In a distant solar system, water-soaked chunks of rock that contain two of the key elements of a habitable planet have been spotted for the first time.
The space agency is giving up on restoring its planet-hunting spacecraft to full operational capability, but that doesn't mean the mission is over just yet.
European astronomers discover the closest-known exoplanet found so far, and it comes with a few surprises. Like, it's a little warmer than our planet.
In a long-awaited milestone, astronomers using a NASA space telescope have found a roughly Earth-size world, Kepler-22b, orbiting around a sun-like star where conditions may be favorable for life.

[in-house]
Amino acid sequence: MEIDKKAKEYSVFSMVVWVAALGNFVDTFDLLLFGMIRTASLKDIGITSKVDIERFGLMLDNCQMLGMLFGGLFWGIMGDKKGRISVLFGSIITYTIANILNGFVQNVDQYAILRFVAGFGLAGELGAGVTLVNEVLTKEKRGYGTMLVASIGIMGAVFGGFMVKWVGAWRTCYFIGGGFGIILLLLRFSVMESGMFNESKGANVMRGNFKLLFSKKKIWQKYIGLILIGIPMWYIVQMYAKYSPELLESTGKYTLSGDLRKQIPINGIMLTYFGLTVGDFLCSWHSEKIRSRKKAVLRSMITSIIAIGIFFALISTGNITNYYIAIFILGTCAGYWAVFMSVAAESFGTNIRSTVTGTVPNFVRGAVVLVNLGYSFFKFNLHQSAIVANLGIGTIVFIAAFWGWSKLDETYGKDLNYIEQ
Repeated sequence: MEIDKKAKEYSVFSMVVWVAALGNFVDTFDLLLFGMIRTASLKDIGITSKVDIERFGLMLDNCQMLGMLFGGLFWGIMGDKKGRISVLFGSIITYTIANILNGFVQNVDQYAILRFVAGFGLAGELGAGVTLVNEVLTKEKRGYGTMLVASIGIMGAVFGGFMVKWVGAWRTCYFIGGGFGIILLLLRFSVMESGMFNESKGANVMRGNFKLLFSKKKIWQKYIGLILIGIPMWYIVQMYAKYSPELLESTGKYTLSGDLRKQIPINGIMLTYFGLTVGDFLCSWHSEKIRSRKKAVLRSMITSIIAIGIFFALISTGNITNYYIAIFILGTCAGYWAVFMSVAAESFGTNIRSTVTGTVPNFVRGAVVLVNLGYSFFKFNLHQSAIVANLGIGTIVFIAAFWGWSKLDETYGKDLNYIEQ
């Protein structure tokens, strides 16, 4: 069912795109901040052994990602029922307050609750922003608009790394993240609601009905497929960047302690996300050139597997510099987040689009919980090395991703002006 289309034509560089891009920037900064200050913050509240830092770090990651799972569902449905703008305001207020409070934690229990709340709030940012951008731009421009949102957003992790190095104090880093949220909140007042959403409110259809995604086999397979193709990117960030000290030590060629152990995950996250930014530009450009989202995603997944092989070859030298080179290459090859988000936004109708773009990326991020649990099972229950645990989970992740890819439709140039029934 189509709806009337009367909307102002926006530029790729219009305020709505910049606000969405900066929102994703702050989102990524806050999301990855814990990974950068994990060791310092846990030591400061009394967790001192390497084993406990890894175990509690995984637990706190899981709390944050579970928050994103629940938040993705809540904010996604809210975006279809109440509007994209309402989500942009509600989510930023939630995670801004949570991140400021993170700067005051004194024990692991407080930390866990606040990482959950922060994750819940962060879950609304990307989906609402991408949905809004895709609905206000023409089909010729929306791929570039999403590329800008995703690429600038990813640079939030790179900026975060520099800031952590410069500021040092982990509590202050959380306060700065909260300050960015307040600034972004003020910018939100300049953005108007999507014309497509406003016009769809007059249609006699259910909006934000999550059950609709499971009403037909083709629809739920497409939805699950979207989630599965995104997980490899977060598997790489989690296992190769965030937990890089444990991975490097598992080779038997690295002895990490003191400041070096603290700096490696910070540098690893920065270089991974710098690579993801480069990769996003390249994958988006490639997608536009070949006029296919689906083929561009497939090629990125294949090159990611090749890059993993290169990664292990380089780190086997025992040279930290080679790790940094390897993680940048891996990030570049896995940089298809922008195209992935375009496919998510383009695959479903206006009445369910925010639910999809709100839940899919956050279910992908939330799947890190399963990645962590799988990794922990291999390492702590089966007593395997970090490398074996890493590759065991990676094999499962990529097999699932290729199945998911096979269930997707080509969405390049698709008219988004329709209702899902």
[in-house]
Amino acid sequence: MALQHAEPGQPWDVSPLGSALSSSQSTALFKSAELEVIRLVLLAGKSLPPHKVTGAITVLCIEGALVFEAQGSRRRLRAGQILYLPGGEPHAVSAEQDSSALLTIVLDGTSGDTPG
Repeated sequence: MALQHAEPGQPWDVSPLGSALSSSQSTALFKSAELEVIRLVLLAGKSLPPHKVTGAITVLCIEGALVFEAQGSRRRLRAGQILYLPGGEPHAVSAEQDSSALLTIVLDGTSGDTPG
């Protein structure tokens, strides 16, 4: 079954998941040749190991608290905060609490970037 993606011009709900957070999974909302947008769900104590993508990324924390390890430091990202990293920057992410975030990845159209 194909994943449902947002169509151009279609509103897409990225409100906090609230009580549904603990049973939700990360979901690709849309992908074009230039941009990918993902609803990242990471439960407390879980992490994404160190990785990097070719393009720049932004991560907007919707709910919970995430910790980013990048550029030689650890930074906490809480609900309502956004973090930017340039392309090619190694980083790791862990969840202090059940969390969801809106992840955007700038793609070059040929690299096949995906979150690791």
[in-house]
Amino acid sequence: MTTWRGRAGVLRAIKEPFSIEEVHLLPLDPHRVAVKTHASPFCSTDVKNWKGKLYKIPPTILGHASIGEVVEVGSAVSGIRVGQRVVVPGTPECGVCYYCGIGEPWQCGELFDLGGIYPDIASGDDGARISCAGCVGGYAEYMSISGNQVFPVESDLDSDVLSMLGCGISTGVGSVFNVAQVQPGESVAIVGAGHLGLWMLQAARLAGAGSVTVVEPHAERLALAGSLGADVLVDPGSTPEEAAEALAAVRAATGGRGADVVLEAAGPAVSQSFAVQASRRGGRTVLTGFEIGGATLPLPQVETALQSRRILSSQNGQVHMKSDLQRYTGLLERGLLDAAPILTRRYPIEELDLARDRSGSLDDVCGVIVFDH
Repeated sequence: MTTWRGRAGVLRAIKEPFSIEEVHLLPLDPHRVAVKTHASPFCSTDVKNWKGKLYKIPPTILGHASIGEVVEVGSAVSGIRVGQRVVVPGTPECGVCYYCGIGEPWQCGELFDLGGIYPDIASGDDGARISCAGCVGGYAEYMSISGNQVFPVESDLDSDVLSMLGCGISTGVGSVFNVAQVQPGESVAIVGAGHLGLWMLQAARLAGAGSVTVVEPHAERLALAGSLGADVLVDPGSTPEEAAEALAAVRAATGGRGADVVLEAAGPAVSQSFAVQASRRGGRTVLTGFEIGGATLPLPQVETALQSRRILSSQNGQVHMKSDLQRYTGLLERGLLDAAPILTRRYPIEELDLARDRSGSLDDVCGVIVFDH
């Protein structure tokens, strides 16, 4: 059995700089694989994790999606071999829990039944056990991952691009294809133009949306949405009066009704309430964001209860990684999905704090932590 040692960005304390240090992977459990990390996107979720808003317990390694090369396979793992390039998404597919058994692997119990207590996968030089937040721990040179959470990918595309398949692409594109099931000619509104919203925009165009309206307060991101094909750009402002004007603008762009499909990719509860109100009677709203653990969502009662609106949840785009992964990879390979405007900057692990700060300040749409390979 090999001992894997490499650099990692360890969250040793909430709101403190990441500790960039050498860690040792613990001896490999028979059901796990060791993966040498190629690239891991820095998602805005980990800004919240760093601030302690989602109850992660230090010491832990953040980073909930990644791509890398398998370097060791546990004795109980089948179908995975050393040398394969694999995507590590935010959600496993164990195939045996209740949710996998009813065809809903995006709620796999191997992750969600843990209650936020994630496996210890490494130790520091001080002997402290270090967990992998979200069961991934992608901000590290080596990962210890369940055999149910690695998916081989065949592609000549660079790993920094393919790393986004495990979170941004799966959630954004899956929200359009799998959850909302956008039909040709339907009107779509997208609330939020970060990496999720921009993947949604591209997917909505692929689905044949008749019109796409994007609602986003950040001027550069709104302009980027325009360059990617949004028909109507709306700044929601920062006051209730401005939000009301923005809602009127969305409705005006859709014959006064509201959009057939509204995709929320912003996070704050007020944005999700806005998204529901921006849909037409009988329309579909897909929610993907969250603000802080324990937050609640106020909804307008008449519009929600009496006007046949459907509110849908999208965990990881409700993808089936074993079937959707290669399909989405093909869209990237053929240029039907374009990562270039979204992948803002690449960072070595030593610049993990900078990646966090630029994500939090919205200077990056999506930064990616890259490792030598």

How close are we to finding alien life? CNET contributor Boonsri Dickinson visits Geoff Marcy's lab at the University of California at Berkeley to hunt for Earth-like planets. Using the Keck telescope in Hawaii and data from the Kepler telescope, Marcy can detect planets millions of miles away.
A Friday evening launch will send the Kepler spacecraft out into the Milky Way on a mission to discover places that might support life as we know it.
Some suns gobble up the planets revolving around them, creating unique chemical signatures that could help astronomers in their planetary hunt.
New Kurzgesagt video tells us everything we need to know about Earth, from how it survived colliding with an object as big as Mars to how it came to support life.
Researchers believe they've found the first rocky, Earth-like exoplanet to orbit a distant binary star system. That's good news for the search for habitable worlds, not to mention real-life analogs to the "Star Wars" universe.
Kepler-186f orbits an M dwarf star in the constellation Cygnus. More importantly, it's the first confirmed Earth-size, potentially habitable planet elsewhere in the universe.